I was able to connect this chapter to so many things that we have learned through EDSS 530 as well as all of my other courses. The first connection I saw, specifically in reading Allen's story, was the story that Jeff shared with us about his daughter. His daughter, when she wants to learn something, takes to the web. She discovers YouTube videos, etc. in order to learn what she wants to learn and she does this all on her own. This is the way learning is taking place with our students these days. Allen, like Jeff's daughter, went out and experimented, researched and attempted in order to learn the skill of computer programming. Neither of the two had a teacher sitting there telling them what to do and that is the beauty of modern day technology; we can go out and find teachers everywhere just with the use of our fingertips, or maybe asking Siri.
Allen and Jeff's daughter make me realize that I am not their only resource. Now that I know that, I need to communicate that with my students. They look to me as their only resource (or my master teacher) yet they have many friends within their class, in other classes and they are fabulous at using technology. This makes me realize that I need to instruct my students how to use technology for educational purposes, including using those social networks for school (i.e. Instagram, Twitter, etc.).
Chapter 2: "A Tale of Two Cultures"
“The goal is to learn as much as you can, as fast as you can. In this teaching-based approach, standardization is a reasonable way to do this, and testing is a reasonable way to measure the result" (pg. 35).
In the mechanistic view, efficiency is the goal. But the goals need to be adjusted as they are focused on learning and learning quickly so they believe the most efficient way to measure the learning is through testing. Just as the goals need to be adjusted, the assessment also needs to be adjusted.
Time seems to be the main constraint in trying to help students process material at a deeper level and really grasp the concept in general. How do we deal with time in order to create more time for play, innovation and even failure to take place in our classroom?
We are flying through my Integrated I course and I don’t feel as if my students have a real depth of understanding. We are moving so quickly that we’ll review material from a few weeks prior and the kids are completely forgetting how to approach the problem. These 4x4s are intense and the kids really don’t have a minute of rest.
In addition, I hate how with the majority of classes, students can get a D or F and then just move along to the next topic without ever truly getting the last. There shouldn't be a time limit to learning so to speak. This is a big one for me, especially in content areas like math because so much of the content builds from chapter to chapter. One way I get around this is allowing late work, quiz corrections and test retakes but more time would be beneficial for all my students and it would require more work on the teacher’s part because they would have to create projects for the high achievers to keep them motivated to continue learning.
If we want students to figure things out, they need time. Its unrealistic to think that a class that uses inquiry based learning can cover the same material that a lecture class will cover. Students get a deeper understanding of the material but that requires more time! There is definitely a trade off; it’s real. You can’t get depth and breadth. I am starting to realize, though, that the best constructionism is not about students constructing the knowledge from scratch, but constructing a “hook” (in their mind) where they can put the knowledge. Giving them suggestions or outright answers is not “cheating” if the students are ready/eager to accept it.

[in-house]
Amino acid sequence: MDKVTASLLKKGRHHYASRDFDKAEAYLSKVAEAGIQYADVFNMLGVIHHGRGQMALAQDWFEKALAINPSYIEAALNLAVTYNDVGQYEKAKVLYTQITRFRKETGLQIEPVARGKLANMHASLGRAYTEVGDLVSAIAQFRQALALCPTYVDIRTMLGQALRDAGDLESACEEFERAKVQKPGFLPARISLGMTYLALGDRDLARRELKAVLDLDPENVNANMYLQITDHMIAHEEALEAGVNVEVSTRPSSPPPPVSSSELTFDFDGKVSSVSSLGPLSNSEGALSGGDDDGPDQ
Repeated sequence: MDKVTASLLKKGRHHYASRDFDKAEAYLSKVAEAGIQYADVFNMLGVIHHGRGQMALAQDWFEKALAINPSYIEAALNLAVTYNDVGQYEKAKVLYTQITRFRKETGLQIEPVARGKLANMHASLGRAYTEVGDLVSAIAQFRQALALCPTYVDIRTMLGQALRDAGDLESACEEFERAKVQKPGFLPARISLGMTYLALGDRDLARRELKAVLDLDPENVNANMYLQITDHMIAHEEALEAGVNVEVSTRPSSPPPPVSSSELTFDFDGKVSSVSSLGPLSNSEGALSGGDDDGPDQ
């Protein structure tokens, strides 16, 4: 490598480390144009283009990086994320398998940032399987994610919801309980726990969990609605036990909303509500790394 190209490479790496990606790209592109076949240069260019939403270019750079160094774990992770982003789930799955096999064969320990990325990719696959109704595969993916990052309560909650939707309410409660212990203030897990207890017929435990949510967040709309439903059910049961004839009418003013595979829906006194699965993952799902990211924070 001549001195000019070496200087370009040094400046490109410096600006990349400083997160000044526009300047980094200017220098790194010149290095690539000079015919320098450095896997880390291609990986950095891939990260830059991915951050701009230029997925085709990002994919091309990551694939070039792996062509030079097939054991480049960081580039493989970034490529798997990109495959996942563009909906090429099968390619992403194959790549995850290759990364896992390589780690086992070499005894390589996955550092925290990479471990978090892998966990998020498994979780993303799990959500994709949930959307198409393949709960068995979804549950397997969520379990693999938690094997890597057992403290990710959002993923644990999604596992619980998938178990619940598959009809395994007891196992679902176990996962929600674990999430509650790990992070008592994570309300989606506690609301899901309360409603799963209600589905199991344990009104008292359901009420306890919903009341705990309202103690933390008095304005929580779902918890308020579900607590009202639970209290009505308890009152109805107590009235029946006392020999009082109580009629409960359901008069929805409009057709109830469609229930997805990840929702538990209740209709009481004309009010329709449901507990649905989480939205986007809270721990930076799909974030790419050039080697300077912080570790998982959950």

Chapter 3: "Embracing Change"
“Similar problems exist in the workplace. The need for innovation- the lifeblood of business- is widely recognized, and imagination and play are key ingredients for making it happen" (pg. 49).
This quote, along with the entire chapter, reminds me of readings in EDSS 531 as well as this class. And that's that play and imagination are key in the workplace and in our education. This ties into the purpose of the 20% project. We as educators need to allow our students to be creative, give them choices to explore, play and develop a personalized purpose to learning. This is key to innovation. To help develop this creativity we as educators need to provide a space within our classroom where students can take risks and begin to see failure as a beginning not an end.
Is offering our students creativity the key to innovation?
Offering our students outlets to explore and create is definitely a way to encourage innovation. One of the things I am experimenting with is having four or five options for students in how to complete specific assignments during the semester. If there are four large assignments in the semester, I will give the students five or six options to complete the assignments. At the end of the semester they must have used at least (say) four out of the six options and can only use each one one time. This helps students explore and to experiment with different techniques for completing a task and helps prevent the class from getting stale and boring!
My epiphany in this chapter came when I began seeing connections between Thomas and Brown's A New Culture of Learning and Wagner's Creating Innovators: The Making of Young People Who Will Change the World. On Page 39 of Wagner's book and in regards to incorporating play into Kirk’s life/learning (a case study): “Not only did Kirk learn what his interests were and how to pursue them, I think he also learned self-confidence. He learned to trust and to follow his instincts--perhaps one of the most important qualities of an innovator.” To help spur innovation and creativity we have to incorporate more time for play based learning where our students are exploring, struggling (not giving up), questioning, etc...and more choices. Choices in product as a “buy-in” for the content. Through the failures and successes we give our students they will develop self-confidence and a belief that they can do anything!